A United Airlines Boeing 737 Max 9 aircraft lands at San Francisco International Airport on March 13, 2019.
Justin Sullivan | Getty Images
United Airlines on Monday forecast a first-quarter loss due to the Federal Aviation Administration’s grounding of Boeing 737 Max 9 planes this month after a part blew out during an Alaska Airlines flight operated with that type of aircraft.
United expects to post an adjusted loss of between 35 cents and 85 cents a share for the first three months of the year, it said in a filing. The forecast is the first indication for investors of the financial damage caused by the FAA’s grounding of the planes, issued a day after the incident on Alaska Airlines Flight 1282 on Jan. 5.
United has 79 of the aircraft in its fleet, more than any other carrier, followed by Alaska. United said Monday it expects the planes to remain grounded through Jan. 26, though its forecast assumes it won’t be able to fly the planes at all this month.
Both airlines have canceled hundreds of flights this month while the planes remain grounded for inspection. The more common Boeing 737 Max 8, which is in fleets at United, American and Southwest, isn’t affected by the grounding order.
United said it expects unit costs, excluding fuel, to be up mid-single-digit percentage points in the first quarter from last year, three points of that impact coming from the Max grounding. It forecast flat unit revenues for the first three months of the year.
The first-quarter warning from United comes after a relatively strong holiday period, though airlines have faced several winter storms in the first few weeks of January.
United shares were up more than 6% in after-hours trading.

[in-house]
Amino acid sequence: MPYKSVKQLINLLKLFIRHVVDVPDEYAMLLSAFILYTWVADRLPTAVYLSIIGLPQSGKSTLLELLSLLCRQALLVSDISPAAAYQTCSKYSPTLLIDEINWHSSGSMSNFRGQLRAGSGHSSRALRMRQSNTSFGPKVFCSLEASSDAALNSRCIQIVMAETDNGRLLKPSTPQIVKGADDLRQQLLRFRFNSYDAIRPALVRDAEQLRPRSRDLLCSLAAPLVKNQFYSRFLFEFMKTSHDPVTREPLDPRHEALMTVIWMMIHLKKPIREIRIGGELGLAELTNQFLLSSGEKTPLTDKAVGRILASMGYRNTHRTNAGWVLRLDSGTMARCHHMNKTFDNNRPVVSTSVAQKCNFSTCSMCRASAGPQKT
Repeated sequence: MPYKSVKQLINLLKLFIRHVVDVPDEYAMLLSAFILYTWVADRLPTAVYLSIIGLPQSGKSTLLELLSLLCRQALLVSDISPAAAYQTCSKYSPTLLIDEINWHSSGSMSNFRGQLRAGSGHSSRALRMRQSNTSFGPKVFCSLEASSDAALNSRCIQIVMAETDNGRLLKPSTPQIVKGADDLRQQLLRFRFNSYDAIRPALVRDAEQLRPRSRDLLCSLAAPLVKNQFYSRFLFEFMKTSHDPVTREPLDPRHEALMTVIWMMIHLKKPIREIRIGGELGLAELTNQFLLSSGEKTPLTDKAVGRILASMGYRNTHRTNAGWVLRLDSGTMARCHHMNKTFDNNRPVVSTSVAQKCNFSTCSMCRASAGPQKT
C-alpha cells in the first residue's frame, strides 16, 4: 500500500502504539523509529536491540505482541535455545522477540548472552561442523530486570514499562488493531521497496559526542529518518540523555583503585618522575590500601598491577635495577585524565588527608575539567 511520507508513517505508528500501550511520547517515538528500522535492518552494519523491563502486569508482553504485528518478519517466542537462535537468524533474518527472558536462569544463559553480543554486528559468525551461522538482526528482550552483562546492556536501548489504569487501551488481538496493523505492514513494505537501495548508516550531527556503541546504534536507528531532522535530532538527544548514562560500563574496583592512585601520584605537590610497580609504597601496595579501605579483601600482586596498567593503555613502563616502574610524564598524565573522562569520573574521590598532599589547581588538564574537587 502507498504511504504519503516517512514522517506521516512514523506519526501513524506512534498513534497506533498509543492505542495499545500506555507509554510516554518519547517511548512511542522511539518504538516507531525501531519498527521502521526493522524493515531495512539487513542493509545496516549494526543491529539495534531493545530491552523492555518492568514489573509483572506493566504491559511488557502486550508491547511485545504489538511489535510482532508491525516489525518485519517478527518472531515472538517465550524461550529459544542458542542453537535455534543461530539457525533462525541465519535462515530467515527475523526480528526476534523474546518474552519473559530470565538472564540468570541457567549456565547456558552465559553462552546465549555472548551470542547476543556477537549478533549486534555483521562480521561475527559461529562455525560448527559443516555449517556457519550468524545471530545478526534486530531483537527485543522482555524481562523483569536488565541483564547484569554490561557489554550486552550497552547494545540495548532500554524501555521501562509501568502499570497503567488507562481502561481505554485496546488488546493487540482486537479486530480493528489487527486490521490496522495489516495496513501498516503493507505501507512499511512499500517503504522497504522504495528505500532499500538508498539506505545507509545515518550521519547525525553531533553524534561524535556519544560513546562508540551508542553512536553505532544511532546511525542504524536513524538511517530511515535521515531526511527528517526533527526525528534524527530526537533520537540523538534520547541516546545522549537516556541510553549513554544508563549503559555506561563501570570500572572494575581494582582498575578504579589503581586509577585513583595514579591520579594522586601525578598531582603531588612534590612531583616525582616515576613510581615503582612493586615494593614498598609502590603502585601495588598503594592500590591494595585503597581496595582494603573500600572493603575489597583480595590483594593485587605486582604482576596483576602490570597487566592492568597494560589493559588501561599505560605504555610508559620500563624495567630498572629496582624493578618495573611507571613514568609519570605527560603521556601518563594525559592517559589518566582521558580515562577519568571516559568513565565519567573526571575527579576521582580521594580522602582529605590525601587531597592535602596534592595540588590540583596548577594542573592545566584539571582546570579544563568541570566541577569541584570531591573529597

For the last three months of 2023, United posted net income of $600 million, down nearly 29% from a year ago. Revenue came in at $13.63 billion, which was up almost 10% from a year earlier and ahead of analysts’ estimates. Adjusting for one-time items, United’s fourth-quarter earnings of $2 a share fell from $2.46 a year earlier.
Here’s what United reported in the fourth quarter compared to what Wall Street expected, based on average estimates compiled by LSEG, formerly known as Refinitiv:
Adjusted earnings per share: $2.00 vs. an expected $1.69Total revenue: $13.63 billion vs. an expected $13.54 billion
United hit its full-year adjusted earnings target of between $10 and $12 a share, posting $10.05 for the full-year 2023.
“Despite unpredictable headwinds, we delivered on our ambitious EPS target that few thought possible — and set new operational records for our customers,” said United Airlines CEO Scott Kirby in an earnings release.
The airline touted strong travel demand late last year and solid bookings so far this year. For the full-year 2024, United forecast adjusted earnings of between $9 and $11 a share, within analysts’ estimates.
United executives are holding an earnings call at 10:30 a.m. ET on Tuesday when they are likely to face questions about compensation from Boeing for the grounding. Alaska reports before the market opens on Thursday, and Boeing is scheduled to report results Jan. 31.
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